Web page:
NPR has a series called "Off Script," where regular voters question the presidential candidates. On Wednesday's Morning Edition, they aired audio of an El Paso school teacher suggesting to Beto O' Rourke that his proposal to take away "assault weapons" from Americans through a "mandatory buyback" program won't pass constitutional muster, and will help the Republicans underline how Democrats oppose the Second Amendment.
NPR edited the first challenging question for length.
RUBEN SANDOVAL: I teach Texas government and also state and local government. [And I remember what you said on the stage as far the buyback program, the mandatory buyback program.]
The question I have is, how would you get around the Supreme Court rulings?
[I mean, you've got the D.C. vs Heller, which began to federalize or actually apply it to DC, the Second Amendment, and then you have McDonald vs. Chicago, which basically said that the Second Amendment is incorporated to all states. And so it would seem as though the courts would probably rule against something banning the AK-47s, the AR-15s.]
A mandatory buyback program, would seem to be deemed to be unconstitutional, and as late as 2016, the 4th Circuit Court of Appeals also included assault rifles to be part of the arms that are protected by the Second Amendment. How would you be able to get around that? [Martin also added to the teacher's point, but it was edited for length.]
O'ROURKE: Of course, the Constitution discriminates amongst weapons, and you have no lesser conservative light than former Supreme Court Justice Antonin Scalia, who made the case that the Second Amendment, like every constitutional guarantee and right, is not unlimited. You couldn't drive a tank, for example, down the street under the Second Amendment or shoulder a bazooka.
This answer ignores how Scalia actually ruled in these cases in Heller or McDonald. He ruled against the gun controllers. Scalia wrote for the majority in Heller in 2008.
To her credit, NPR anchor Michel Martin felt the question wasn't answered:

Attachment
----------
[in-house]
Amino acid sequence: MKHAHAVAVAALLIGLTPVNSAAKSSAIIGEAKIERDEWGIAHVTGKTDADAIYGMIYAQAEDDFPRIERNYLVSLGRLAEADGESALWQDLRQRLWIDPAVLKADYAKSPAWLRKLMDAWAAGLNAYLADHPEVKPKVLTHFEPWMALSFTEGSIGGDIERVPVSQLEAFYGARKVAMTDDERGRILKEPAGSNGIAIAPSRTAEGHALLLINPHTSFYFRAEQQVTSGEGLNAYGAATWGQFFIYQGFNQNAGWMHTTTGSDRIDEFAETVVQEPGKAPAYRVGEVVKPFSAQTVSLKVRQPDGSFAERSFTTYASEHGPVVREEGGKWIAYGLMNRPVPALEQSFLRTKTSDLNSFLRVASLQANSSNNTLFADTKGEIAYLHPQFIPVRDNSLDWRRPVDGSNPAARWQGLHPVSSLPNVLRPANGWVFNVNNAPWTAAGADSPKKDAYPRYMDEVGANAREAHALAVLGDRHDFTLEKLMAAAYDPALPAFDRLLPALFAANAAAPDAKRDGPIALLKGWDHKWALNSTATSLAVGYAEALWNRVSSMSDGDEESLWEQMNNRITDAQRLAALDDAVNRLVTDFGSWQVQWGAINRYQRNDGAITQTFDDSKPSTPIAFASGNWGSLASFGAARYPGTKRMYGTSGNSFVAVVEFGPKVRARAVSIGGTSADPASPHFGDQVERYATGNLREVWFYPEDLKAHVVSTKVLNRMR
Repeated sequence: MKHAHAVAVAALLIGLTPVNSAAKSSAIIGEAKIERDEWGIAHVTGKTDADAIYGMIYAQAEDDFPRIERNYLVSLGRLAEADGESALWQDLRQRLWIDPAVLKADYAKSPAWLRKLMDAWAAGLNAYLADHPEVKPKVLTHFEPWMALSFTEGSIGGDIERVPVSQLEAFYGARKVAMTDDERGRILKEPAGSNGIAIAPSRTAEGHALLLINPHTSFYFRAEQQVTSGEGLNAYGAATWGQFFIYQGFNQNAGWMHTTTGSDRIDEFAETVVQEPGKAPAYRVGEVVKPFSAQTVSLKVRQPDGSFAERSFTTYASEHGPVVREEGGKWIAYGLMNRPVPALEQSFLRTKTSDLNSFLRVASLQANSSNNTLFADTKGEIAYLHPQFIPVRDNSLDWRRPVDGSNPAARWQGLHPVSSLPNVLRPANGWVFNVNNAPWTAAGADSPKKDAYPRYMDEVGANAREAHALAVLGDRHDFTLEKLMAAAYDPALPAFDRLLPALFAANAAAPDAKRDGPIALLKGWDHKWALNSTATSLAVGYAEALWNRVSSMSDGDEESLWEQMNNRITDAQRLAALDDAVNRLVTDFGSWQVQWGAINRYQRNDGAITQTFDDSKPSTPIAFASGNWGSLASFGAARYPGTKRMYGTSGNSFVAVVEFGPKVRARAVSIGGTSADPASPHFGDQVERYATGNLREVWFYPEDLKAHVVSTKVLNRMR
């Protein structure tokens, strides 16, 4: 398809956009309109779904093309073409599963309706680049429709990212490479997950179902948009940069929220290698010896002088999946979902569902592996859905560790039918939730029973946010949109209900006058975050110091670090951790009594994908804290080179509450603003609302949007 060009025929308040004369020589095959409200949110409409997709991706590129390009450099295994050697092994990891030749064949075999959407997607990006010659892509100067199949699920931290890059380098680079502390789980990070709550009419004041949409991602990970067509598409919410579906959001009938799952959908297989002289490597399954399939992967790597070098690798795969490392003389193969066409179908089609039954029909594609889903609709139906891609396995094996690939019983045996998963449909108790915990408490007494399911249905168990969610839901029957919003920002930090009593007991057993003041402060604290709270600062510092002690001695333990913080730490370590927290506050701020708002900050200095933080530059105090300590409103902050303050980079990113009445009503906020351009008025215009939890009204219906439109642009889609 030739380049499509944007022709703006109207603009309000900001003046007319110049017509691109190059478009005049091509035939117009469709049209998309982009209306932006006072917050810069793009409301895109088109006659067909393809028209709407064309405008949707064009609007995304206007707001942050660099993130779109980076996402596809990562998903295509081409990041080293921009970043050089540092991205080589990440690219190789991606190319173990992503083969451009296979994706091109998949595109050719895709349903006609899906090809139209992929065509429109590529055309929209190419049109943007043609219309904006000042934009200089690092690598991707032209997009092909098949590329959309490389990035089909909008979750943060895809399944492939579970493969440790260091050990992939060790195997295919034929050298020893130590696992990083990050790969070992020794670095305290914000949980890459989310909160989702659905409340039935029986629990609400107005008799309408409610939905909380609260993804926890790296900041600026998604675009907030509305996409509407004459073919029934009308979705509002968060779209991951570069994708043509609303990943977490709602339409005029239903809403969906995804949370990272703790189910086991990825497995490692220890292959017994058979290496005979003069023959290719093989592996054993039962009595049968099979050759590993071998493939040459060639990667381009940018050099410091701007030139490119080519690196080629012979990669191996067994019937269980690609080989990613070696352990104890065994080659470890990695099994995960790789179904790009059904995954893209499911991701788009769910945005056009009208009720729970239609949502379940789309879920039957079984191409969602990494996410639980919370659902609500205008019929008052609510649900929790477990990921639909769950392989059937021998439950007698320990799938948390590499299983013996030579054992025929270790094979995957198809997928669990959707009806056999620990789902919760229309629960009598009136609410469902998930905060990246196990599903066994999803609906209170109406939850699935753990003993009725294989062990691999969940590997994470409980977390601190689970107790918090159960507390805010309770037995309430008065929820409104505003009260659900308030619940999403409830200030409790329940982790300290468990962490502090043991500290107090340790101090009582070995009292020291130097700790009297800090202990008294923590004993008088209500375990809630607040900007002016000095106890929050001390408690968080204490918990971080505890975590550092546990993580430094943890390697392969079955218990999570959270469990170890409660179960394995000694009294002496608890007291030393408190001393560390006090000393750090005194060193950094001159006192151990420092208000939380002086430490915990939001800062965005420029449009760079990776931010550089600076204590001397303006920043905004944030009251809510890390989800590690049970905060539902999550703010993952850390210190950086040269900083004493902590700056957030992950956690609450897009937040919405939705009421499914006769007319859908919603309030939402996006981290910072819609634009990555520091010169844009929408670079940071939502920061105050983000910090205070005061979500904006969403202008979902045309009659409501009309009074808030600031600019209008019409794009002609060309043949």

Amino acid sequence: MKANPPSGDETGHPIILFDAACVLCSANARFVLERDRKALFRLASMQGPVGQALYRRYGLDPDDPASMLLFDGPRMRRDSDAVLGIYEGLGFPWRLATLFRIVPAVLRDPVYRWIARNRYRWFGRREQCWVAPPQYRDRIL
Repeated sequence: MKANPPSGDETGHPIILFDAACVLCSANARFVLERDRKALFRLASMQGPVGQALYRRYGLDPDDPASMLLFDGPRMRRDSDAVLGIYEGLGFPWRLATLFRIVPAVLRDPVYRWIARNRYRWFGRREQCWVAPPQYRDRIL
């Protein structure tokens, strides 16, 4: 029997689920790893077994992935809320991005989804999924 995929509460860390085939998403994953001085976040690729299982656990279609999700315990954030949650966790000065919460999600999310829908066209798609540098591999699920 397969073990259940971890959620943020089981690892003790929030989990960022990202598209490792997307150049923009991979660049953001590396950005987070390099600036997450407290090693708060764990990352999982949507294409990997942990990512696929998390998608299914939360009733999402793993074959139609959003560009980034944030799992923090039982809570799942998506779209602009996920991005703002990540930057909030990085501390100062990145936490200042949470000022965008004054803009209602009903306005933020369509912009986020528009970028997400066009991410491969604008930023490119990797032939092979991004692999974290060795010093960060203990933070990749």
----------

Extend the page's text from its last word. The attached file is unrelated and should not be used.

MARTIN: Congressman, with all due respect, I don't think that answers the question. I think everybody understands your passion about the issue. But the question is, with the conservative courts, not just the conservative Supreme Court, and conservative lower courts, which has been an intentional project of the Republicans in Congress for years, how do you get around the understanding...
O'ROURKE: What is the question? Is the question whether or not this is constitutional?
O'ROURKE: My answer is yes, and I just made the case.
O'Rourke insisted that Democrats "go for it" instead of fearing the courts would overturn their proposals. Sandoval thought a more gradual approach would be better:
SANDOVAL: I agree with you that the fear should not be the motivating factor on our public policy. But I guess what I wanted to add was perhaps maybe a more gradual approach with addressing the issue of assault rifles. For example, like, maybe moving the age up to 21 rather than 18 or...
MARTIN: Can I stop you, Ruben?
MARTIN: Why do you ask that? Are you worried that the proposals he's laid out just aren't realistic?
SANDOVAL: I feel that if -- taking that position would probably only embolden the other side to use it as a talking point to say that Democrats are going to destroy the Second Amendment. Democrats are coming for your guns and so on. So to me, a more gradual approach would be more effective to see...
MARTIN: OK. Let's have...
SANDOVAL: ...And shift the mood of the country in that direction.
MARTIN: Let's let him answer that.
O'Rourke answered: "I think whatever progress we can achieve, we should seize it the moment that we can. But I do think we have to define what the goal is and what we know will make America safer. And that's what I'm trying to do with our proposal."